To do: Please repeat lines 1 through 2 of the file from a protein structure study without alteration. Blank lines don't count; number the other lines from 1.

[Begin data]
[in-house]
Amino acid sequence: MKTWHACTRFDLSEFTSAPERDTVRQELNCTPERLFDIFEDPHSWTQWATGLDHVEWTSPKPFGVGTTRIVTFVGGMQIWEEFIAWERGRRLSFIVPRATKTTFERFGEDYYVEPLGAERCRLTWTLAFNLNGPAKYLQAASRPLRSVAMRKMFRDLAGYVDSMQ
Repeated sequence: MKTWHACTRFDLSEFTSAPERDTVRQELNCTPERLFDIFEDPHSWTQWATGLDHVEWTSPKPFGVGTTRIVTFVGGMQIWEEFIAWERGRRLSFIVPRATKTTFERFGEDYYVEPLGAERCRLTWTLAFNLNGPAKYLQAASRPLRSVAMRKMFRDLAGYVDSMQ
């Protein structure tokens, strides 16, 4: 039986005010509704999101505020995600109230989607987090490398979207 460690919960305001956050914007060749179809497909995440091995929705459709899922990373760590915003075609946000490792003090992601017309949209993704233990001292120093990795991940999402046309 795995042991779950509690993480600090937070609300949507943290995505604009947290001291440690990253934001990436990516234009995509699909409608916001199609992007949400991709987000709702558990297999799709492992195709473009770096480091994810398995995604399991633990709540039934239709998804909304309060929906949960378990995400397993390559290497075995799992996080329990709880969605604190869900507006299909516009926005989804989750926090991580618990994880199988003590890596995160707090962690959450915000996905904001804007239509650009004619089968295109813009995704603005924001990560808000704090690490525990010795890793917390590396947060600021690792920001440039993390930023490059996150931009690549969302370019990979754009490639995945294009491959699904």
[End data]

[in-house]
Amino acid sequence: MKTWHACTRFDLSEFTSAPERDTVRQELNCTPERLFDIFEDPHSWTQWATGLDHVEWTSPKPFGVGTTRIVTFVGGMQIWEEFIAWERGRRLSFIVPRATKTTFERFGEDYYVEPLGAERCRLTWTLAFNLNGPAKYLQAASRPLRSVAMRKMFRDLAGYVDSMQ